39Hear how the demons chuckle and yell
40Cutting his hands off, down in Hell.
41Listen to the creepy proclamation,
42Blown through the lairs of the forest-nation,
43Blown past the white-ants' hill of clay,
44Blown past the marsh where the butterflies play: --
45"Be careful what you do,
46Or Mumbo-Jumbo, God of the Congo,
47And all of the other
48Gods of the Congo,
49Mumbo-Jumbo will hoo-doo you,
50Mumbo-Jumbo will hoo-doo you,
51Mumbo-Jumbo will hoo-doo you."
II. THEIR IRREPRESSIBLE HIGH SPIRITS52Wild crap-shooters with a whoop and a call
54And laughed fit to kill, and shook the town,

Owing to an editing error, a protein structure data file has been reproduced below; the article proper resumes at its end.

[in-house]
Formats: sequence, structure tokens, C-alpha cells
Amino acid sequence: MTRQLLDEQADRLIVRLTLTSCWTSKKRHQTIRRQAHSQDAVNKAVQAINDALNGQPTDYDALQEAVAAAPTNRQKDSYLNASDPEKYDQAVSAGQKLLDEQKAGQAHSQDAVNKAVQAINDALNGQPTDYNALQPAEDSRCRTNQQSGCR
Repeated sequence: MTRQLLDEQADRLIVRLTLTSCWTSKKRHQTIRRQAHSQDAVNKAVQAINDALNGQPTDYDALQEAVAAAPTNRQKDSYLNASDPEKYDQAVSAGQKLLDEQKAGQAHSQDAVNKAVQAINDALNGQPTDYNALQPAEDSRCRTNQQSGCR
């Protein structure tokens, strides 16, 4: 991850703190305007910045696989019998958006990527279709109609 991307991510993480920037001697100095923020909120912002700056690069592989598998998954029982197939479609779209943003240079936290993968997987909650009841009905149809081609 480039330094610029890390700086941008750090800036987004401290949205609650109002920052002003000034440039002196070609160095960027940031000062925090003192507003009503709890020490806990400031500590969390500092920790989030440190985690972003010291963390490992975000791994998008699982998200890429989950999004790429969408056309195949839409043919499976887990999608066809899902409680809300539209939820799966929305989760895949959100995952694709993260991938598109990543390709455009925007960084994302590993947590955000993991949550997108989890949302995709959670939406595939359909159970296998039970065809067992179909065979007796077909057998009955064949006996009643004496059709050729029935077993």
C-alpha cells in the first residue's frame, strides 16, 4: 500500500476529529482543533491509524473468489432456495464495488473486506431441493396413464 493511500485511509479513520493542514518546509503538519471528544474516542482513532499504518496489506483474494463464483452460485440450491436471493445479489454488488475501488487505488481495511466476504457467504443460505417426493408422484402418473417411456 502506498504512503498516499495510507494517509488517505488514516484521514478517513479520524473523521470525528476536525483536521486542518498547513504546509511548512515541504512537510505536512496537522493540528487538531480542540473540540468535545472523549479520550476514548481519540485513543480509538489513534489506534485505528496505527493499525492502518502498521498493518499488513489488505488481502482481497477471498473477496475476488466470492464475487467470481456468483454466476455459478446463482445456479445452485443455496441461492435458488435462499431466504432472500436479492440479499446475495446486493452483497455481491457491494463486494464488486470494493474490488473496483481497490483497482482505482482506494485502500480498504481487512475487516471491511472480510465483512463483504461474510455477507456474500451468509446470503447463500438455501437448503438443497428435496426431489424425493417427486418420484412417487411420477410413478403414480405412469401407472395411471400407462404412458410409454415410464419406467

56With a boomlay, boomlay, boomlay, BOOM.
57THEN I SAW THE CONGO, CREEPING THROUGH THE BLACK,
58CUTTING THROUGH THE FOREST WITH A GOLDEN TRACK.
59A negro fairyland swung into view,
60A minstrel river
61Where dreams come true.
62The ebony palace soared on high
63Through the blossoming trees to the evening sky.
64The inlaid porches and casements shone
65With gold and ivory and elephant-bone.
66And the black crowd laughed till their sides were sore
67At the baboon butler in the agate door,
68And the well-known tunes of the parrot band
69That trilled on the bushes of that magic land.
70A troupe of skull-faced witch-men came
71Through the agate doorway in suits of flame,
72Yea, long-tailed coats with a gold-leaf crust
73And hats that were covered with diamond-dust.
74And the crowd in the court gave a whoop and a call
75And danced the juba from wall to wall.
76But the witch-men suddenly stilled the throng